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Similar to many other cities in the Western U.S., Tucson was developed on a grid plan starting in the late 19th century, with the city center at Stone Avenue and Broadway Boulevard. While this intersection was initially near the geographic center of Tucson, that center has shifted as the city has expanded far to the east, development to the west being effectively blocked by the Tucson Mountains. An expansive city covering substantial area, Tucson has many distinct neighborhoods.

Tucson’s earliest neighborhoods, some of which are now covered by the Tucson Convention Center, or TCC, include:

  • El Presidio, Tucson’s oldest neighborhood
  • Barrio Histórico, also known as Barrio Libre
  • Armory Park, directly south of downtown
  • Barrio Anita, named for an early settler and located between Granada Avenue and Interstate 10
  • Barrio Tiburón, now known as the Fourth Avenue arts district − designated in territorial times as a red-light district
  • Barrio El Jardín, named for an early recreational site, Levin’s Gardens
  • Barrio El Hoyo, named for a lake that was part of the gardens. Before the TCC was built, El Hoyo (Spanish for pit or hole) referred to this part of the city, which was inhabited mainly by Mexican-American citizens and Mexican immigrants.
  • Barrio Santa Rosa, dating from the 1890s, now listed as a historic district on the National Register of Historic Places

Other historical neighborhoods near downtown include:

  • Feldman’s, named for an early resident photographer (with the streets “Helen” and “Mabel” named for his daughters)
  • Menlo Park, situated west of downtown, adjacent to “A Mountain” more correctly called Sentinel Peak
  • Iron Horse, east of Fourth Avenue and north of the railroad tracks, named for its proximity
  • West University, located between the University of Arizona and downtown
  • Dunbar Spring, west of West University
  • Pie Allen, located west and south of the university near Tucson High School and named for John Brackett “Pie” Allen, a local entrepreneur and early mayor of Tucson
  • Sam Hughes, located east of the University of Arizona, named after a Tucson pioneer

At the end of the first decade of the 21st century, downtown Tucson underwent a revitalization effort by city planners and the business community. The primary project was Rio Nuevo, a large retail and community center that has been stalled in planning for more than ten years. Downtown is generally regarded as the area bordered by 17th Street to the south, I-10 to the west, and 6th Street to the north, and Toole Avenue and the Union Pacific (formerly Southern Pacific) railroad tracks, site of the historic train depot and “Locomotive #1673”, built in 1900. Downtown is divided into the Presidio District, the Barrio Viejo, and the Congress Street Arts and Entertainment District. Some authorities include the 4th Avenue shopping district, which is set just northeast of the rest of downtown and connected by an underpass beneath the UPRR tracks.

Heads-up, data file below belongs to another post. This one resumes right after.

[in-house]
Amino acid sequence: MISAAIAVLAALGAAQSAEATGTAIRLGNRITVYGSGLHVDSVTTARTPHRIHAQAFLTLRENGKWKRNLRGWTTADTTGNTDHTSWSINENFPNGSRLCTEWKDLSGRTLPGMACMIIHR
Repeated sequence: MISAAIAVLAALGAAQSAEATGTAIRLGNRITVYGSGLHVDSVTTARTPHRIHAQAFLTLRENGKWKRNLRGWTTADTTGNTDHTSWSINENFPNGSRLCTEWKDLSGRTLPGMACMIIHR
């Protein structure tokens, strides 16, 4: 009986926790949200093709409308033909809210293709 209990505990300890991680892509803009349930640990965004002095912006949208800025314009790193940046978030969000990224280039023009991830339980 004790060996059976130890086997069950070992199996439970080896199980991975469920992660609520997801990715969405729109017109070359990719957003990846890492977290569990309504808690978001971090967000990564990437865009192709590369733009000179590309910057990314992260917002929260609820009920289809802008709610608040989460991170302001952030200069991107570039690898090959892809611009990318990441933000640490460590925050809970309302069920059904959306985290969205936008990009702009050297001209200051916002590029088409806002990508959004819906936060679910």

Attractions downtown include the Hotel Congress designed in 1919, the Art Deco Fox Theatre designed in 1929, the Rialto Theatre opened in 1920, and St. Augustine Cathedral completed in 1896.Included on the National Register of Historic Places is the old Pima County Courthouse, designed by Roy Place in 1928. The El Charro Café, Tucson’s oldest restaurant, also operates its main location downtown.

The University of Arizona, chartered in 1885, is located in midtown and includes Arizona Stadium and McKale Center.

Speedway Boulevard, one of Tucson’s primary east-west arterial streets, traditionally defined the northern boundary of campus but since the 1980s, several university buildings have been constructed north of this street, expanding into a neighborhood traditionally filled with apartment complexes and single-family homes. The university has purchased a handful of these apartment complexes for student housing in recent years. Sixth Street typically defines the southern boundary, with single-family homes (many of which are rented out to students) south of this street.

 

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